Patient safety is a seriousglobal public healthissue. In recent years,countries haveincreasingly recognizedthe importanceof improving patientsafety.In 2002, WHO Member States agreed on a World HealthAssemblyresolution on patient safety.
Estimates show that in developedcountries as many as one in 10patients is harmed whilereceivinghospital care.The harm can be caused by arange of errors or adverse events.In October 2004 WHO launched the world alliance forpatient safety in response to WHO Assembly of 2002 urgin WHO and members States to pay the closestpossible attention to the problem on patient safety.
In developing countries,the probability of patientsbeing harmed in hospitalsis higher than inindustrialized nations. Therisk of health care-associated infection insome developing countriesis as much as 20 timeshigher than in developedcountries.
At any given time, 1.4million peopleworldwide suffer frominfections acquired inhospitals.Hand hygiene is themost essential measurefor reducing health care-associatedinfection and thedevelopment ofantimicrobial resistance
At least 50% of medical equipmentin developing countries is unusableor only partly usable.Often the equipment is not useddue to lack of skills or commodities.As a result, diagnostic procedures ortreatments cannot be performed. This leads to substandard orhazardous diagnosis or treatmentthat can pose a threatto the safety of patients and mayresult in serious injury or death.
In some countries, theproportion of injections givenwith syringes or needles reusedwithout sterilization is as highas 70%.This exposes millions of peopleto infections. Each year, unsafeinjections cause 1.3 milliondeaths,primarily due to transmissionof blood-bornepathogens such as hepatitis Bvirus, hepatitis C virus andHIV.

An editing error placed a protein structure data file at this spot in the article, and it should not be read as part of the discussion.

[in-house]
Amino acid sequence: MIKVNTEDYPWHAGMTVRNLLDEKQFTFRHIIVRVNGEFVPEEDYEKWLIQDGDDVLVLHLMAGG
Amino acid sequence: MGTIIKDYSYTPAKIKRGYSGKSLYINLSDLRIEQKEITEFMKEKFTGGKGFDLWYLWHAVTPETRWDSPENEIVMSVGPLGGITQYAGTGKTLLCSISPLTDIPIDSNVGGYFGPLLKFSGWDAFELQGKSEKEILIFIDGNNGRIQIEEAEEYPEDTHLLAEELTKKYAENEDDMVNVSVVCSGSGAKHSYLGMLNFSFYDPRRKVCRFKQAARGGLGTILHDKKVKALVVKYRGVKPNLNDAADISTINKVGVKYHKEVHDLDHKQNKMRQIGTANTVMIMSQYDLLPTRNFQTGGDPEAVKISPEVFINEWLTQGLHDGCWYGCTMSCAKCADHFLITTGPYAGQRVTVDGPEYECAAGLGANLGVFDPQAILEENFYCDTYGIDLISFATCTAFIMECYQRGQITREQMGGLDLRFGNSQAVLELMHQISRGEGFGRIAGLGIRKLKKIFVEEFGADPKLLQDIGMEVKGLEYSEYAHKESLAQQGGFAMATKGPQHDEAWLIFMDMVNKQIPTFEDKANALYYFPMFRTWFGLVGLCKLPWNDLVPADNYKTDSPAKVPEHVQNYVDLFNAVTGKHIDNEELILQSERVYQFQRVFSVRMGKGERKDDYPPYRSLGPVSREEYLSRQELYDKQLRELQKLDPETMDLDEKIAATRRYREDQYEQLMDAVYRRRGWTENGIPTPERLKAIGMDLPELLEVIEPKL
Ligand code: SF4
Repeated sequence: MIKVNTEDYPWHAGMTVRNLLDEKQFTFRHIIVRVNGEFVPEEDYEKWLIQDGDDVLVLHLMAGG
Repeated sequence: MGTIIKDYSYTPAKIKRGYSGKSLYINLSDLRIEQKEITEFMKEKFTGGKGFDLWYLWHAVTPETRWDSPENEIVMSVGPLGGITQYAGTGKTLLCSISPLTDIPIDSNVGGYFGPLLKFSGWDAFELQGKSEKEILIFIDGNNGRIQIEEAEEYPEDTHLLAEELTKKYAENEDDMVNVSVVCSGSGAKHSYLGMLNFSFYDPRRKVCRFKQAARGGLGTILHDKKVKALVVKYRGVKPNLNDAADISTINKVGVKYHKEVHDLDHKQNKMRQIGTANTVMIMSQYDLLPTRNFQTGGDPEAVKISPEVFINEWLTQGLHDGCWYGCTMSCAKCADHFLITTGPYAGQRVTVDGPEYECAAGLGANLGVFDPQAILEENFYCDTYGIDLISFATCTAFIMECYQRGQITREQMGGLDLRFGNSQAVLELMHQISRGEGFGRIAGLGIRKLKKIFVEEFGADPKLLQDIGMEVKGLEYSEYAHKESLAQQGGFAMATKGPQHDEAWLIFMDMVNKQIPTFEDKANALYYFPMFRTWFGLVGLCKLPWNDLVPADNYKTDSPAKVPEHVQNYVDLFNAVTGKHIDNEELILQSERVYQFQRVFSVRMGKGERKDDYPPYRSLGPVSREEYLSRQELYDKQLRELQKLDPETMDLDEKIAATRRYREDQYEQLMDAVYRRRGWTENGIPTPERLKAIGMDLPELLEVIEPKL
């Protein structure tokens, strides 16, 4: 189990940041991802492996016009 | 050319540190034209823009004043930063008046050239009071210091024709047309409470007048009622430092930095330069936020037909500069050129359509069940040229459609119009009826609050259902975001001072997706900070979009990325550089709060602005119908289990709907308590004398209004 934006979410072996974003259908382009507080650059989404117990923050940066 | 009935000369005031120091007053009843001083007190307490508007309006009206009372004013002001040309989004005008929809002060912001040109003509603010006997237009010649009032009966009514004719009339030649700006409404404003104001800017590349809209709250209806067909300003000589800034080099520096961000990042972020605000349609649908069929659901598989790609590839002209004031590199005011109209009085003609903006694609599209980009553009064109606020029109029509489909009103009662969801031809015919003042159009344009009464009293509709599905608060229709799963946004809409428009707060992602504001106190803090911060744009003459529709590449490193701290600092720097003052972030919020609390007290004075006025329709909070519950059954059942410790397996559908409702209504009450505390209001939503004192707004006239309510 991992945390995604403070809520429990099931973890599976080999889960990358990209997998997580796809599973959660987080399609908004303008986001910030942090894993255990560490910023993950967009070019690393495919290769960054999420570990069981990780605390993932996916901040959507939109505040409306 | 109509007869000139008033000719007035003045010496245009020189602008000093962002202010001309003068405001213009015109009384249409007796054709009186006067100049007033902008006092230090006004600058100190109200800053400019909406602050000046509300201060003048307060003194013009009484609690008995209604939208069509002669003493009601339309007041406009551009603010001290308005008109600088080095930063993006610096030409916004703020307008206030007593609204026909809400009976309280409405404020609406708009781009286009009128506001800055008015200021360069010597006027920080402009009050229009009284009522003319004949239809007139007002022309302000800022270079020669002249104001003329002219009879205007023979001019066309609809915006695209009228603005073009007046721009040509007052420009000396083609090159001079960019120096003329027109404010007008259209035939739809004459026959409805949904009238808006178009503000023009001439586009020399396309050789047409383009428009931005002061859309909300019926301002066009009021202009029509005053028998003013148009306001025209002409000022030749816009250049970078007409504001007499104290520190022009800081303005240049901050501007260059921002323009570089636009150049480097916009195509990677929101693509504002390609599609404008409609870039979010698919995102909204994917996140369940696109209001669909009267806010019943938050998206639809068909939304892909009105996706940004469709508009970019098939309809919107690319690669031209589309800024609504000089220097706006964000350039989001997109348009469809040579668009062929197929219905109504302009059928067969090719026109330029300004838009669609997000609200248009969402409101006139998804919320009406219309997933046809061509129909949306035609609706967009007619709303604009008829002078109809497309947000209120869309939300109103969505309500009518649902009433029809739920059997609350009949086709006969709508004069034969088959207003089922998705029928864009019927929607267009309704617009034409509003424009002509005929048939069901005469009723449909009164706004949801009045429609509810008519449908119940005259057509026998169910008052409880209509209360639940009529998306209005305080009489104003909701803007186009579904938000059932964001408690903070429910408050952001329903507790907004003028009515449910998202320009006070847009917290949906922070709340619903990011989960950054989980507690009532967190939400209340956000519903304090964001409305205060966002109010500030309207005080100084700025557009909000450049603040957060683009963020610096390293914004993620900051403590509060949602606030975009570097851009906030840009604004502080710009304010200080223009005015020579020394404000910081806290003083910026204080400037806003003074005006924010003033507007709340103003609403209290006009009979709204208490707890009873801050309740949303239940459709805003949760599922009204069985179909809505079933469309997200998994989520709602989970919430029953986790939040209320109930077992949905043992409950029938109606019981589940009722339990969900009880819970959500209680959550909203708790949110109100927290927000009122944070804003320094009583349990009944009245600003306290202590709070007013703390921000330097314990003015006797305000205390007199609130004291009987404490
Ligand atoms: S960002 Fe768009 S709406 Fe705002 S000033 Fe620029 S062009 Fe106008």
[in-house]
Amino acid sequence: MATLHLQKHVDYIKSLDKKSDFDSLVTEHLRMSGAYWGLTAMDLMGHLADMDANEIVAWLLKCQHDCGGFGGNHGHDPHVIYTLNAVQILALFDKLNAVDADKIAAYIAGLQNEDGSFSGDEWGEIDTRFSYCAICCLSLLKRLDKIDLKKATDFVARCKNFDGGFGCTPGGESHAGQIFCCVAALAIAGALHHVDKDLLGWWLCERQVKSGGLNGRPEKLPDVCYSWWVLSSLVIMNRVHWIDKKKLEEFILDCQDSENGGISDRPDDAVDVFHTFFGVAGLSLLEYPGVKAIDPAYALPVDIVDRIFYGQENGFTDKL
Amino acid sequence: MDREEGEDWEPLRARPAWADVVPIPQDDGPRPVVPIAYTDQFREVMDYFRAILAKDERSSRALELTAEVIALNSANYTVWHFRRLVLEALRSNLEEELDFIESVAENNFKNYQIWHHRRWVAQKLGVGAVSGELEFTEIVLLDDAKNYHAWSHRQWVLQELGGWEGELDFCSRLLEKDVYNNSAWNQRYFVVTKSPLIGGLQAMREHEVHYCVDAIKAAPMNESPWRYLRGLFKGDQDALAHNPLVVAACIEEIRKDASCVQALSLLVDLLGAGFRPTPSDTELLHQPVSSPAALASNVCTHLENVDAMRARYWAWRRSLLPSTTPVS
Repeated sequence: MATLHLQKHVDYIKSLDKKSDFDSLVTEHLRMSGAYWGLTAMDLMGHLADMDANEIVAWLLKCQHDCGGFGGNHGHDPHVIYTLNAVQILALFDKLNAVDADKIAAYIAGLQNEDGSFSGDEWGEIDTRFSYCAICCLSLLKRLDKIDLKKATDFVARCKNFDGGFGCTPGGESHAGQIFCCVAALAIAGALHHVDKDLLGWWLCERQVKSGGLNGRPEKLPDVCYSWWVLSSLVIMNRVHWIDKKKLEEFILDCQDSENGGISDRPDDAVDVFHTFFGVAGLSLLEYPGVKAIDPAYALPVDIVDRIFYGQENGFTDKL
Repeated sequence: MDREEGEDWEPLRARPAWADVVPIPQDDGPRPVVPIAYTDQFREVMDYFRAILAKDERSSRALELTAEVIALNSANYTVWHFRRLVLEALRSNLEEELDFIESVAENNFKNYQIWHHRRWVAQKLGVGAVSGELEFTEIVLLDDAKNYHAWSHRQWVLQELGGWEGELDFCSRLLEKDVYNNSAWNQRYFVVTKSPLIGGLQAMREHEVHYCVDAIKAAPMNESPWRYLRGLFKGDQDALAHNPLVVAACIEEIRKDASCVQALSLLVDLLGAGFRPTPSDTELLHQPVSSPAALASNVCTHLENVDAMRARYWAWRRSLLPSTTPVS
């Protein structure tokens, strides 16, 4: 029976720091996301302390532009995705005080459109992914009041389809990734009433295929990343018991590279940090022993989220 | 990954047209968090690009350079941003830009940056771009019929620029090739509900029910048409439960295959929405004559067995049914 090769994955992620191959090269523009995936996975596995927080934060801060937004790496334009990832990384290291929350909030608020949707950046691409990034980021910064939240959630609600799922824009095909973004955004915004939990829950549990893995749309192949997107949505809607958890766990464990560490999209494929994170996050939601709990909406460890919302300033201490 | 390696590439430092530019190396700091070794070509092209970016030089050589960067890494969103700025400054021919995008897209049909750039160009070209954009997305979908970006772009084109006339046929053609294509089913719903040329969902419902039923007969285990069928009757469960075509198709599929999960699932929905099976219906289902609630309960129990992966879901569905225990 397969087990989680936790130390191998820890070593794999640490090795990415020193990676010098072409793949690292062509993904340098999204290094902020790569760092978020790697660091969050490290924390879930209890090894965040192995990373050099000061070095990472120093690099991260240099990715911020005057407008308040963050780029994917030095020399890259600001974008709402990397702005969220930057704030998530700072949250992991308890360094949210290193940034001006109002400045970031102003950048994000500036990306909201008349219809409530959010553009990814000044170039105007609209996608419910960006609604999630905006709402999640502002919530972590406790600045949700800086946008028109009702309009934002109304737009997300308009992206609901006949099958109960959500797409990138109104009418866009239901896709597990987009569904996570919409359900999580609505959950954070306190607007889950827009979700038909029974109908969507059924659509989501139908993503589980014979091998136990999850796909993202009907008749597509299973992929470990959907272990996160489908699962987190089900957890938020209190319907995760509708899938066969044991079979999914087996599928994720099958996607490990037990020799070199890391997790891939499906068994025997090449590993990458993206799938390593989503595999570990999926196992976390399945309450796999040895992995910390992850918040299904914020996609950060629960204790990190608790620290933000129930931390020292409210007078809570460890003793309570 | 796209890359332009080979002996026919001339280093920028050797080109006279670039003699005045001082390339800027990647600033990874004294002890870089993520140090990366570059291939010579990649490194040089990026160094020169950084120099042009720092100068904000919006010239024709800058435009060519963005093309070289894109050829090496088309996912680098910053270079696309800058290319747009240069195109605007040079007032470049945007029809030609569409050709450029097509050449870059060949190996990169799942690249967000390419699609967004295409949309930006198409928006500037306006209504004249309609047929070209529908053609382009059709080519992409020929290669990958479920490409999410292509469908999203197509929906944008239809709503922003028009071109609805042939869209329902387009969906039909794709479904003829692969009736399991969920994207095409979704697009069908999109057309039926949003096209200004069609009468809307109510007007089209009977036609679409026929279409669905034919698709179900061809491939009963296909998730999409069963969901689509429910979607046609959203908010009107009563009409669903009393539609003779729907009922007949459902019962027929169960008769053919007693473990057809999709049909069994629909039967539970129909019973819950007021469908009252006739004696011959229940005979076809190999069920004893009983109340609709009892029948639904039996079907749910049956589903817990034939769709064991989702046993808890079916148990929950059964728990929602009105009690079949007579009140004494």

The economic benefits ofimproving patient safetyare compelling.Studies show thatadditional hospitalization,litigation costs, infectionsacquired in hospitals, lostincome, disability andmedical expenses havecost some countriesbetween US$ 6 billion andUS$ 29 billion a year.
Industries with a perceivedhigher risk such as aviationand nuclear plants have amuch better safety recordthan health care. There is aone in 1 000 000 chance of atraveller being harmed whilein an aircraft. In comparison,there is a one in 300 chanceof a patient being harmedduring health care.
Patients experience andtheir health are at the heartof the patient safetymovement. The WorldAlliance for Patient Safety isworking with 40 champions– who have in the pastsuffered due to lack ofpatient safety measures – tohelp make health care saferworldwide.
The global patient safety challenge 2005-2006,A core programof the WORLD ALLIANCE FOR PATIENT SAFETY ,bringstogether the WHO guidelines on :Hand hygiene in heath careWork on blood safetyInjection and immunization safetySafer clinical practicesSafe water ,Sanitation and health care waste management
The global patient safetychallenges builds upon existingcountry efforts and initiative to fighthealth care associated infections.Reducing the spread of theseinfections will be a critical steptowards enhanced and long termsafety in health care.